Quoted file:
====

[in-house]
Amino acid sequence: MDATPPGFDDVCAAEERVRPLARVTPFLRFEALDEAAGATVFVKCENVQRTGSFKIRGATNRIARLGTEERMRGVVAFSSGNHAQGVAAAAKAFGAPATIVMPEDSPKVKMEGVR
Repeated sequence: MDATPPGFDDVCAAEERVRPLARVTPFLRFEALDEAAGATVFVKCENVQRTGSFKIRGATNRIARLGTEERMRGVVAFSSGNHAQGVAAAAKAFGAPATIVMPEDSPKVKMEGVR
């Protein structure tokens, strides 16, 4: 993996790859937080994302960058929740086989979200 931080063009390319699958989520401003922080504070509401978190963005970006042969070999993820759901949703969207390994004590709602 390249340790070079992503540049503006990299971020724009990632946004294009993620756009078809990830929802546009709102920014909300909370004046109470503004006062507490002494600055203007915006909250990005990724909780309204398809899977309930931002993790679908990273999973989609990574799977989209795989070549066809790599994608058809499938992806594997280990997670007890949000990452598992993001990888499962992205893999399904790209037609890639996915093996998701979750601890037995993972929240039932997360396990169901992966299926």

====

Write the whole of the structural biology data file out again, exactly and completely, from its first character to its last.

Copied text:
[in-house]
Amino acid sequence: MDATPPGFDDVCAAEERVRPLARVTPFLRFEALDEAAGATVFVKCENVQRTGSFKIRGATNRIARLGTEERMRGVVAFSSGNHAQGVAAAAKAFGAPATIVMPEDSPKVKMEGVR
Repeated sequence: MDATPPGFDDVCAAEERVRPLARVTPFLRFEALDEAAGATVFVKCENVQRTGSFKIRGATNRIARLGTEERMRGVVAFSSGNHAQGVAAAAKAFGAPATIVMPEDSPKVKMEGVR
């Protein structure tokens, strides 16, 4: 993996790859937080994302960058929740086989979200 931080063009390319699958989520401003922080504070509401978190963005970006042969070999993820759901949703969207390994004590709602 390249340790070079992503540049503006990299971020724009990632946004294009993620756009078809990830929802546009709102920014909300909370004046109470503004006062507490002494600055203007915006909250990005990724909780309204398809899977309930931002993790679908990273999973989609990574799977989209795989070549066809790599994608058809499938992806594997280990997670007890949000990452598992993001990888499962992205893999399904790209037609890639996915093996998701979750601890037995993972929240039932997360396990169901992966299926």